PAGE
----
Are there some kind of "best disk partitioning scheme" for a linux-based Java EE developer machine, in terms of performance, organization or others? Thanks in advance.
Use LVM2. That way you can dynamically create, remove, grow and shrink filesystems. Don't assign more space than you actually require and extend the filesystem when needed. It is easy to add a new install to the same disk, making the machine multiple boot (provided it supports LVM2 too). It is perfect for testing new OS releases before you wipe out the old one, either through separate LV's or through snapshots.
There is not really a good or a bad, it all depends on what you do and how much money you can spend.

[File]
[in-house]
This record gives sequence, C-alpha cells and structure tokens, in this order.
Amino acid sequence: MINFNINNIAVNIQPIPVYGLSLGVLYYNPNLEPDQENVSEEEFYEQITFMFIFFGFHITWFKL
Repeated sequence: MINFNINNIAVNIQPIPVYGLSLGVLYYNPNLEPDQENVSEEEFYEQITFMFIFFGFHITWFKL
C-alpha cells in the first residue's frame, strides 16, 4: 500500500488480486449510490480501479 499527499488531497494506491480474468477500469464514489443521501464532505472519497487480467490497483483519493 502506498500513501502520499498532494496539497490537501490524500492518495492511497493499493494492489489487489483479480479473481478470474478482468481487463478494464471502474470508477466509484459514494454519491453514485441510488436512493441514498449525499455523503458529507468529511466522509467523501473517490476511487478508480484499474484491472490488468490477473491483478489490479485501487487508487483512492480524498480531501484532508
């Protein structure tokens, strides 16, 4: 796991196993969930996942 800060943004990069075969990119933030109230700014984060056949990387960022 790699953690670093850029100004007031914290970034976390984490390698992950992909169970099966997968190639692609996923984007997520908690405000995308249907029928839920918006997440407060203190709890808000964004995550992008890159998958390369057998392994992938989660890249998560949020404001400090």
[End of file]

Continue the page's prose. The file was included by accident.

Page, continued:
=> Keep in mind that extending a file system is easy, whereas shrinking it is difficult.
I personally use one large partition. Back in the day, as a UNIX admin, we would painstakingly assign custom partition sizes for /home /usr/ /var /tmp , etc., but with the size of disks today, I don't think it's necessary at all. (And we used striping and disk redundancy through RAID, but I've seen enough problems with it that I now typically just run my own backups on data I care about.)
To me, LVM is unnecessary overhead, and I don't want to use it with volume encryption.
Here's a good serverfault question om the topic: LVM Dangers and Caveats
If you've got more than one disk, you can certainly start to look at optimizing reads and writes there.
(If any of these are no longer valid, I'd love for anyone to chime in.)
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